By Augustine Arinabo
There is drama in the department of journalism and communication regarding the issue of missing marks as the people responsible are not giving articulate answers and solutions to this problem.
Students, most of them in their final year of Journalism and Communication have lodged complaints regarding their missing marks but it seems this landed in deaf ears.
In an exclusive interview conducted yesterday afternoon from his office, Mr. Joseph Okurut, the examinations coordinator at the Department of Journalism and Communication, the issue of missing marks takes different forms; “Some complain that they sat for exams but cannot see their marks, others claim that the marks have never been displayed online while others claim to have missing course works and test”, he explains.
Whereas, many claim that the problem of missing marks is widespread and often exaggerated, Dr. Umaru Bagampadde, the dean of the School of Engineering at the College of Engineering, Design, Art and Technology, says that such cases are minimal. “For our college, we have fewer cases of missing marks. The most disturbing cases that we have are students complaining that the marks they have (scored) do not meet their expectations,” he explains. Students blame lecturers while lecturers blame students for missing marks. “It’s the lecturers who lose students’ marks. Its neither the student nor data entrants at the examinations office,” says Bernard Okot , a fourth year student of Journalism and Communication. Mr. Okurut disagrees with Okot and is careful not to blame either party. He advises students who have missing marks to go trace them from examination coordinators. “I can not blame one factor or one person. There are so many factors, sometimes combined to create missing marks,” he says. “Students should go to the examination coordinators who will then look through the system and see where the problem is, either the marks have not been delivered to the unit (in case of electives outside departments) or there was a human error somewhere,” he advises.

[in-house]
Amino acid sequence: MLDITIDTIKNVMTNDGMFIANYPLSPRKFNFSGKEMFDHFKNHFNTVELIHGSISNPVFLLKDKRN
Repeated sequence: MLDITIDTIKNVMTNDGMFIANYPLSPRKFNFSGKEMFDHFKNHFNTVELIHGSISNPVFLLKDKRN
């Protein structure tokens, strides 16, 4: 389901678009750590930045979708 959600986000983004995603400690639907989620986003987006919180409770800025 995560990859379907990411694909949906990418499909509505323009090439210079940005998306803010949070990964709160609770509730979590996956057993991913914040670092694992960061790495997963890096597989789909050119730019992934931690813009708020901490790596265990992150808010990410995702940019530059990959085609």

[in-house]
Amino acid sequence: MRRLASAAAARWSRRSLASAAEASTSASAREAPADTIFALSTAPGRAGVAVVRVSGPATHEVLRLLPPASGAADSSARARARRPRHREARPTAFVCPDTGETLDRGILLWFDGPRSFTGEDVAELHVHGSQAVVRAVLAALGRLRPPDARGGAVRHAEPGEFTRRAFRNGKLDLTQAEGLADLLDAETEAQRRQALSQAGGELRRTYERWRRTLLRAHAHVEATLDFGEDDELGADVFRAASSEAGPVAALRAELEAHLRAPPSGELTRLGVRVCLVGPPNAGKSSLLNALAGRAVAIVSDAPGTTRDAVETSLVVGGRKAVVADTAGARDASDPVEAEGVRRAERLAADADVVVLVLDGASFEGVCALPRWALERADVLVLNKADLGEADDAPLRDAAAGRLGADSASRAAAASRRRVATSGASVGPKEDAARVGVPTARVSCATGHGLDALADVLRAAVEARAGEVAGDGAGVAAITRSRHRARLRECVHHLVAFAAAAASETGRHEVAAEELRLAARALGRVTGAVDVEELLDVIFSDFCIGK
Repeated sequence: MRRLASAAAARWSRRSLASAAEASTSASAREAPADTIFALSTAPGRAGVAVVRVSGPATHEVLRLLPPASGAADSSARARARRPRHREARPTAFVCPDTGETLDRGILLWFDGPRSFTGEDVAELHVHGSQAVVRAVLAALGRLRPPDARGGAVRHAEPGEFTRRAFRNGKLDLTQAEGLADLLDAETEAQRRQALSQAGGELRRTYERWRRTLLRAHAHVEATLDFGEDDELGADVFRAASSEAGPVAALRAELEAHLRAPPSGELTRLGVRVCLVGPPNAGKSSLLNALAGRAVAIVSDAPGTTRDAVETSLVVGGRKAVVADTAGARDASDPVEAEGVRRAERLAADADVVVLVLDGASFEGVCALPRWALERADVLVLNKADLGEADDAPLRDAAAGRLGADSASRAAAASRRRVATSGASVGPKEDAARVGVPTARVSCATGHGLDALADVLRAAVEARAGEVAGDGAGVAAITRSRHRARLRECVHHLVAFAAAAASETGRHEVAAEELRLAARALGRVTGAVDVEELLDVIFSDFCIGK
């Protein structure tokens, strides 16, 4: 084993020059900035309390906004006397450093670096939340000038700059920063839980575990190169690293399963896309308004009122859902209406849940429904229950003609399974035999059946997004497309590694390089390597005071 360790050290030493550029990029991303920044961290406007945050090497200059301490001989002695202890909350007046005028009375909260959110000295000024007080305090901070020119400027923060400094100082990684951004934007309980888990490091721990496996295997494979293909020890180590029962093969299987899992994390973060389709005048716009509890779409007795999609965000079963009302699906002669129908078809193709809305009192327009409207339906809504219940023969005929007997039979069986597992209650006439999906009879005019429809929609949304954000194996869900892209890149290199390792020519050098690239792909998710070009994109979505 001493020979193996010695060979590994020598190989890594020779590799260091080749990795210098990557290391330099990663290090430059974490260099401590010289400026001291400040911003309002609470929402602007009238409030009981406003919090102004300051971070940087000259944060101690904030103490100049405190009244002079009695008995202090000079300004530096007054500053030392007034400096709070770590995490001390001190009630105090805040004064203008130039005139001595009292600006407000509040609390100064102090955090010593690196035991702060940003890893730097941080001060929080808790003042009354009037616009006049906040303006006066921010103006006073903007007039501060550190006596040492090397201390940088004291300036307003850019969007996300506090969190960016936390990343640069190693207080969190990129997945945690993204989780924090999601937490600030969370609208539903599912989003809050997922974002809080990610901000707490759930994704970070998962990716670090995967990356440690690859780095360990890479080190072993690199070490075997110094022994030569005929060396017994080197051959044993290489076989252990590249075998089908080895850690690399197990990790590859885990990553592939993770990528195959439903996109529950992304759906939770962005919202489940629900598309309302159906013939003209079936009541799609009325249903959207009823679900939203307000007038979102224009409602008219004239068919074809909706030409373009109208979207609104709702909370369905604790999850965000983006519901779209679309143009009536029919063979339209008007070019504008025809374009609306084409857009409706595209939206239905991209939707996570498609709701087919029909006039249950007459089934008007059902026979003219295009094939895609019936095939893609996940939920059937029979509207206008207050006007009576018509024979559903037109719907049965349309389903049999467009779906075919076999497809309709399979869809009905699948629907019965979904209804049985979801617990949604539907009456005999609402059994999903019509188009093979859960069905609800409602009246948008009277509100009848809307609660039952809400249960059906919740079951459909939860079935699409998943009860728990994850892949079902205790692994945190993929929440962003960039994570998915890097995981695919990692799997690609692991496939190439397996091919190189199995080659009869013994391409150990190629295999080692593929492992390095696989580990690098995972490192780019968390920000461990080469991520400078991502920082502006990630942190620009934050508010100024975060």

The issue of missing marks is one of those that have left question marks on the academic image of Makerere University. Last year students stormed the administration block in protest of missing marks and other related issues and demanded an explanation as to why the problem is persistent in Makerere University (pic of protesters).
What is most irking, however, is the fact that most finalists are likely to miss out on graduation come January 2016 hence frustrating their four solid years.
According to Gerald Walurya,a Lecturer in the Department of Journalism and Communication, the problem of missing marks cannot be singularly solved. There has to be cooperation from the respective units. Mr. Gerald explains that although they collect results, they are not responsible for updating their online testimonials. “This is done by the office of the academic register who has a representative in the College of Humanities and Social Sciences who sits in room 2”,he says.
However, all the people responsible in the department tend to shun the question of missing marks leaving students in horns of dilemma. This is why most of the students in the final year of Journalism and Communication have dubbed the last year as a “forced “year rather than fourth year.
Students decry missing marks